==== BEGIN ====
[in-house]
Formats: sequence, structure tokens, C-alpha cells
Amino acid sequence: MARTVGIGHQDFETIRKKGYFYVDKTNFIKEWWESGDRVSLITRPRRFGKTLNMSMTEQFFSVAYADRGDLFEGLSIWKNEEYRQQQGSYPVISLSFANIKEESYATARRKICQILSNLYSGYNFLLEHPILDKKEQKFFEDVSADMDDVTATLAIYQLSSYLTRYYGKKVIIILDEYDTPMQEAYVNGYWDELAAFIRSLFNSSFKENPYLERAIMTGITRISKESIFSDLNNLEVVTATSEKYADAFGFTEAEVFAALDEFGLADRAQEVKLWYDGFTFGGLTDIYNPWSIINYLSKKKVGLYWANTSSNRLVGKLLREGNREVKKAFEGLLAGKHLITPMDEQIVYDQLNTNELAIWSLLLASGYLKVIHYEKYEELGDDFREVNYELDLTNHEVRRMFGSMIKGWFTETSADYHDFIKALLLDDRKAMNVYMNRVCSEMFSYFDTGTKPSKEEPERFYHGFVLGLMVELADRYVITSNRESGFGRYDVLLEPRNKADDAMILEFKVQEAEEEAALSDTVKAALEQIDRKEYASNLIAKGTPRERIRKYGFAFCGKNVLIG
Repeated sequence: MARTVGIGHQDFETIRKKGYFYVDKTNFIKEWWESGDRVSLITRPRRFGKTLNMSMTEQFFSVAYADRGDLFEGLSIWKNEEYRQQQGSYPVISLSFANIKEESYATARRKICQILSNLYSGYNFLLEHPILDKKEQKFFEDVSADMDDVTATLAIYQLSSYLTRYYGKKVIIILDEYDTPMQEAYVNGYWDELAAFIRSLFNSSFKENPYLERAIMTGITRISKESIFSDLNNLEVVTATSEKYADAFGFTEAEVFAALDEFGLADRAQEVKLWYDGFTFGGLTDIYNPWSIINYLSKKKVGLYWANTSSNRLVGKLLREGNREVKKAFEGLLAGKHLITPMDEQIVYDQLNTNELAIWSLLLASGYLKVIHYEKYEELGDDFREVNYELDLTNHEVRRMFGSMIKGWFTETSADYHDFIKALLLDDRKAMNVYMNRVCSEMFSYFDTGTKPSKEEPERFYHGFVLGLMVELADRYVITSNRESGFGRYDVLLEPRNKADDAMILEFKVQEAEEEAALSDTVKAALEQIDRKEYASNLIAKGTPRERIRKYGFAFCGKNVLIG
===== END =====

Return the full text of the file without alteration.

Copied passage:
[in-house]
Formats: sequence, structure tokens, C-alpha cells
Amino acid sequence: MARTVGIGHQDFETIRKKGYFYVDKTNFIKEWWESGDRVSLITRPRRFGKTLNMSMTEQFFSVAYADRGDLFEGLSIWKNEEYRQQQGSYPVISLSFANIKEESYATARRKICQILSNLYSGYNFLLEHPILDKKEQKFFEDVSADMDDVTATLAIYQLSSYLTRYYGKKVIIILDEYDTPMQEAYVNGYWDELAAFIRSLFNSSFKENPYLERAIMTGITRISKESIFSDLNNLEVVTATSEKYADAFGFTEAEVFAALDEFGLADRAQEVKLWYDGFTFGGLTDIYNPWSIINYLSKKKVGLYWANTSSNRLVGKLLREGNREVKKAFEGLLAGKHLITPMDEQIVYDQLNTNELAIWSLLLASGYLKVIHYEKYEELGDDFREVNYELDLTNHEVRRMFGSMIKGWFTETSADYHDFIKALLLDDRKAMNVYMNRVCSEMFSYFDTGTKPSKEEPERFYHGFVLGLMVELADRYVITSNRESGFGRYDVLLEPRNKADDAMILEFKVQEAEEEAALSDTVKAALEQIDRKEYASNLIAKGTPRERIRKYGFAFCGKNVLIG
Repeated sequence: MARTVGIGHQDFETIRKKGYFYVDKTNFIKEWWESGDRVSLITRPRRFGKTLNMSMTEQFFSVAYADRGDLFEGLSIWKNEEYRQQQGSYPVISLSFANIKEESYATARRKICQILSNLYSGYNFLLEHPILDKKEQKFFEDVSADMDDVTATLAIYQLSSYLTRYYGKKVIIILDEYDTPMQEAYVNGYWDELAAFIRSLFNSSFKENPYLERAIMTGITRISKESIFSDLNNLEVVTATSEKYADAFGFTEAEVFAALDEFGLADRAQEVKLWYDGFTFGGLTDIYNPWSIINYLSKKKVGLYWANTSSNRLVGKLLREGNREVKKAFEGLLAGKHLITPMDEQIVYDQLNTNELAIWSLLLASGYLKVIHYEKYEELGDDFREVNYELDLTNHEVRRMFGSMIKGWFTETSADYHDFIKALLLDDRKAMNVYMNRVCSEMFSYFDTGTKPSKEEPERFYHGFVLGLMVELADRYVITSNRESGFGRYDVLLEPRNKADDAMILEFKVQEAEEEAALSDTVKAALEQIDRKEYASNLIAKGTPRERIRKYGFAFCGKNVLIG